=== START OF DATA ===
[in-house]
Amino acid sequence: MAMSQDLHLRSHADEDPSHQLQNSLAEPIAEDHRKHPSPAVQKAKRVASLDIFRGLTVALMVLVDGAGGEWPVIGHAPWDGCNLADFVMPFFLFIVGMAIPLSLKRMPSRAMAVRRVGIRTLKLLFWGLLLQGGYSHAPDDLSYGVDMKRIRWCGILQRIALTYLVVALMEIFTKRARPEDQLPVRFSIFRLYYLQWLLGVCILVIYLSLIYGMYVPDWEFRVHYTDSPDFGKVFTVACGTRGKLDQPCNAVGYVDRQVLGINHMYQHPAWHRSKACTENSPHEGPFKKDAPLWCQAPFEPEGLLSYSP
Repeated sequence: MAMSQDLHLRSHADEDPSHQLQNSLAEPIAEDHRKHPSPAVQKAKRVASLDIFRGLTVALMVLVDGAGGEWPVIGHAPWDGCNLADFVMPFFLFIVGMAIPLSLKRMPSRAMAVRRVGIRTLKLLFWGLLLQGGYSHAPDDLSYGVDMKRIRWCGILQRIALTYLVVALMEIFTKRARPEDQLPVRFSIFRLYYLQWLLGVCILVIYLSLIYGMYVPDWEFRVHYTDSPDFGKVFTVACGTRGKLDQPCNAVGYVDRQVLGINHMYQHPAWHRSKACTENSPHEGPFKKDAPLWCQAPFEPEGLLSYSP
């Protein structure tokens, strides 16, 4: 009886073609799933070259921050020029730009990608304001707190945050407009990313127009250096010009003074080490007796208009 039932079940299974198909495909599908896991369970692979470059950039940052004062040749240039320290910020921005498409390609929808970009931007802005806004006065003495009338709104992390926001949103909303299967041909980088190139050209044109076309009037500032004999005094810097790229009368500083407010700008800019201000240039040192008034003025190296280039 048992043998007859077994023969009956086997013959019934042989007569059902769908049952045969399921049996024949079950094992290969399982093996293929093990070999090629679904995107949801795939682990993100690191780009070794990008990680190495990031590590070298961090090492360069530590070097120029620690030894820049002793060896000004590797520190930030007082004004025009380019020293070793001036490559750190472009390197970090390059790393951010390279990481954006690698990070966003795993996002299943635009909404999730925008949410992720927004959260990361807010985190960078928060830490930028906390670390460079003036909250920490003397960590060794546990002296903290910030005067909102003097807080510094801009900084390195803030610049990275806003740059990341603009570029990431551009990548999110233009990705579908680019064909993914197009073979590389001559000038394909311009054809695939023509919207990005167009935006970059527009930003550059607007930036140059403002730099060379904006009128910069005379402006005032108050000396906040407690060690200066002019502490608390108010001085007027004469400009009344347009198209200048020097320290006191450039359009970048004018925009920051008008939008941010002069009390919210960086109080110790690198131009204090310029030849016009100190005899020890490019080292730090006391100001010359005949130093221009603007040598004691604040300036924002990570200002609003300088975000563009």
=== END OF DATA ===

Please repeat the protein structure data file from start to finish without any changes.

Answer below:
[in-house]
Amino acid sequence: MAMSQDLHLRSHADEDPSHQLQNSLAEPIAEDHRKHPSPAVQKAKRVASLDIFRGLTVALMVLVDGAGGEWPVIGHAPWDGCNLADFVMPFFLFIVGMAIPLSLKRMPSRAMAVRRVGIRTLKLLFWGLLLQGGYSHAPDDLSYGVDMKRIRWCGILQRIALTYLVVALMEIFTKRARPEDQLPVRFSIFRLYYLQWLLGVCILVIYLSLIYGMYVPDWEFRVHYTDSPDFGKVFTVACGTRGKLDQPCNAVGYVDRQVLGINHMYQHPAWHRSKACTENSPHEGPFKKDAPLWCQAPFEPEGLLSYSP
Repeated sequence: MAMSQDLHLRSHADEDPSHQLQNSLAEPIAEDHRKHPSPAVQKAKRVASLDIFRGLTVALMVLVDGAGGEWPVIGHAPWDGCNLADFVMPFFLFIVGMAIPLSLKRMPSRAMAVRRVGIRTLKLLFWGLLLQGGYSHAPDDLSYGVDMKRIRWCGILQRIALTYLVVALMEIFTKRARPEDQLPVRFSIFRLYYLQWLLGVCILVIYLSLIYGMYVPDWEFRVHYTDSPDFGKVFTVACGTRGKLDQPCNAVGYVDRQVLGINHMYQHPAWHRSKACTENSPHEGPFKKDAPLWCQAPFEPEGLLSYSP
């Protein structure tokens, strides 16, 4: 009886073609799933070259921050020029730009990608304001707190945050407009990313127009250096010009003074080490007796208009 039932079940299974198909495909599908896991369970692979470059950039940052004062040749240039320290910020921005498409390609929808970009931007802005806004006065003495009338709104992390926001949103909303299967041909980088190139050209044109076309009037500032004999005094810097790229009368500083407010700008800019201000240039040192008034003025190296280039 048992043998007859077994023969009956086997013959019934042989007569059902769908049952045969399921049996024949079950094992290969399982093996293929093990070999090629679904995107949801795939682990993100690191780009070794990008990680190495990031590590070298961090090492360069530590070097120029620690030894820049002793060896000004590797520190930030007082004004025009380019020293070793001036490559750190472009390197970090390059790393951010390279990481954006690698990070966003795993996002299943635009909404999730925008949410992720927004959260990361807010985190960078928060830490930028906390670390460079003036909250920490003397960590060794546990002296903290910030005067909102003097807080510094801009900084390195803030610049990275806003740059990341603009570029990431551009990548999110233009990705579908680019064909993914197009073979590389001559000038394909311009054809695939023509919207990005167009935006970059527009930003550059607007930036140059403002730099060379904006009128910069005379402006005032108050000396906040407690060690200066002019502490608390108010001085007027004469400009009344347009198209200048020097320290006191450039359009970048004018925009920051008008939008941010002069009390919210960086109080110790690198131009204090310029030849016009100190005899020890490019080292730090006391100001010359005949130093221009603007040598004691604040300036924002990570200002609003300088975000563009």